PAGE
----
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Adding Measurement Sensitivity by Subtracting Noise Power

Blog Post created by benz on Sep 15, 2016

Originally posted May 30, 2014

 

If noise power is part of your problem, less is more

An earlier post on measuring signals near noise described how noise power in a signal measurement adds to the measured signal power and thus creates an error component. The error can be significant, even for signals well above noise, due to the inherent accuracy of modern signal analyzers.

Fortunately, this additive error process can be reversed in many measurements, providing an improvement in both measurement accuracy and effective sensitivity. This performance improvement is especially important when small signals must be measured along with larger ones. That is, when sensitivity can’t be improved by reducing attenuation or adding preamplification.

The key to these improvements is knowledge of the amount of added noise power, and in most cases this corresponds to the noise floor of the signal analyzer. To correct the typical power spectrum measurement, the average noise floor power in the analyzer’s RBW filter is subtracted from each point of a power spectrum measurement. An example of that process is shown in the figure below.

Two spectrum measurements of a low power seven-tone signal. Amplitude decreases 3 dB for each tone and the scale is 3 dB/div. The blue trace shows the benefit of subtracting most of the signal analyzer noise using Agilent’s noise floor extension (NFE) technique.

Two spectrum measurements of a low power seven-tone signal. Amplitude decreases 3 dB for each tone and the scale is 3 dB/div. The blue trace shows the benefit of subtracting most of the signal analyzer noise using Agilent’s noise floor extension (NFE) technique.

Subtracting the analyzer’s noise power contribution is simple trace math on a power (not dB) scale, but precisely determining that power is not so simple.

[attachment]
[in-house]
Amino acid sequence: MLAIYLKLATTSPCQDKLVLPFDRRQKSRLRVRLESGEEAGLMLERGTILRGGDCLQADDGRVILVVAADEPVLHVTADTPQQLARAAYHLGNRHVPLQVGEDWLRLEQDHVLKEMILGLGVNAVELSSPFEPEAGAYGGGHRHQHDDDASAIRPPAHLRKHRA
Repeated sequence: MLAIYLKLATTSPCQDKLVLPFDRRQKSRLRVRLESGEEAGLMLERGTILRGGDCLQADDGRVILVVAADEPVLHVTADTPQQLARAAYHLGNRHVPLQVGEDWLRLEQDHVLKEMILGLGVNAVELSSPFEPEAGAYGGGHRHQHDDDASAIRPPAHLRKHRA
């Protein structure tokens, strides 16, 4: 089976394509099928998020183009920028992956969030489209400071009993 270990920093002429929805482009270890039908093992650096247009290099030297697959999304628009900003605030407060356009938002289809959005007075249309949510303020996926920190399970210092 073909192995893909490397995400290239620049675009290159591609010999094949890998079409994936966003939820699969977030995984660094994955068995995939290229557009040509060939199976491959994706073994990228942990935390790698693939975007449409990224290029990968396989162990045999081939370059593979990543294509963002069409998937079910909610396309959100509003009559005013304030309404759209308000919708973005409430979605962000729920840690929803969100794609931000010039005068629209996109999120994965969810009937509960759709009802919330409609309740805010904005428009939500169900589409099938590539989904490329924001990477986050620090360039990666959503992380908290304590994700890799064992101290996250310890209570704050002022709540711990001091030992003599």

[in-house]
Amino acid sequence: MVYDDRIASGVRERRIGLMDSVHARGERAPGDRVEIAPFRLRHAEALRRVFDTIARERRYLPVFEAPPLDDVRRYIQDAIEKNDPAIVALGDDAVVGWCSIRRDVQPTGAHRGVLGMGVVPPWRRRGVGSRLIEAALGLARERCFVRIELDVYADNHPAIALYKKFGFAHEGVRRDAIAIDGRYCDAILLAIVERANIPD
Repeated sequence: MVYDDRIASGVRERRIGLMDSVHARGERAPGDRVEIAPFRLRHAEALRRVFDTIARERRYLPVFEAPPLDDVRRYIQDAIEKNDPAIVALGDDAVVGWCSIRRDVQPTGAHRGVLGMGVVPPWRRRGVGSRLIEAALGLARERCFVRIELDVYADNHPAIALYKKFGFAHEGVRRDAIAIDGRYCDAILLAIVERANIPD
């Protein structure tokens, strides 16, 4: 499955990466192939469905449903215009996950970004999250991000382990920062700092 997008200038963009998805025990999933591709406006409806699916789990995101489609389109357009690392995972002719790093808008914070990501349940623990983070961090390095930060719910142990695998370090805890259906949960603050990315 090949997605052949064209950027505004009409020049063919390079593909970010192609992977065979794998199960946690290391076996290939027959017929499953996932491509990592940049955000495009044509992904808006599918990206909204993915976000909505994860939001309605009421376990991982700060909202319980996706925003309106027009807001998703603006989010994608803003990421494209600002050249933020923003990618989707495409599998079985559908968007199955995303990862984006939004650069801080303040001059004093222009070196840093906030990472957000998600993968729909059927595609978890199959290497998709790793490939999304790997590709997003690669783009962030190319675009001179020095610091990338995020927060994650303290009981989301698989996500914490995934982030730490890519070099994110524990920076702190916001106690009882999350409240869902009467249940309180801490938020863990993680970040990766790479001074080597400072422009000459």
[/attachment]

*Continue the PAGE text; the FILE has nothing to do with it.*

The direct approach is to disconnect the signal under test, perform a highly averaged noise floor measurement, reconnect the signal and measure it with the noise subtracted. This approach is accurate and effective but can be very slow. In addition, the noise floor measurement must be re-done if the measurement configuration is changed in any way or if measurement conditions change, especially temperature.

A more sophisticated technique involves accurately modeling the signal analyzer noise floor under all measurement configurations and operating conditions then using that information to correct signal measurements on the fly. This technique is not quite as effective as individual noise floor measurements but it is much faster and more convenient. In addition, it requires no user interaction, imposes no speed penalty, and in the Agilent PXA signal analyzer it can provide up to 12 dB of improved sensitivity, as shown above.

This noise floor extension (NFE) technique has been available as a standard feature in the PXA signal analyzer for several years, and is now available as an option for the MXA signal analyzer. In the MXA this option is a license key upgrade, available for all existing MXA models and implemented through an automated self-calibration that takes 30 minutes or less.

Over the full frequency range of the MXA, the NFE option produces improvements such as those shown here.

The noise floor of an MXA signal analyzer is shown from 10 MHz to 26 GHz, both with and without the benefit of NFE noise power subtraction. Effective sensitivity is improved over a wide frequency range by approximately 9 dB with no reduction in measurement speed and no need for separate noise floor characterization measurements.

The noise floor of an MXA signal analyzer is shown from 10 MHz to 26 GHz, both with and without the benefit of NFE noise power subtraction. Effective sensitivity is improved over a wide frequency range by approximately 9 dB with no reduction in measurement speed and no need for separate noise floor characterization measurements.

I suppose this is another example of adding information to improve measurement performance. In this case the information is the analyzer noise power, and the resulting improvement is in both sensitivity and accuracy for small signals.

The discussion so far has focused mainly on sensitivity and its consequences. It’s worth noting that this sensitivity enhancement can be traded away for other benefits such as measurement speed. For example, NFE may allow a wider RBW to be used for a given measurement, resulting in significantly faster sweep rates.

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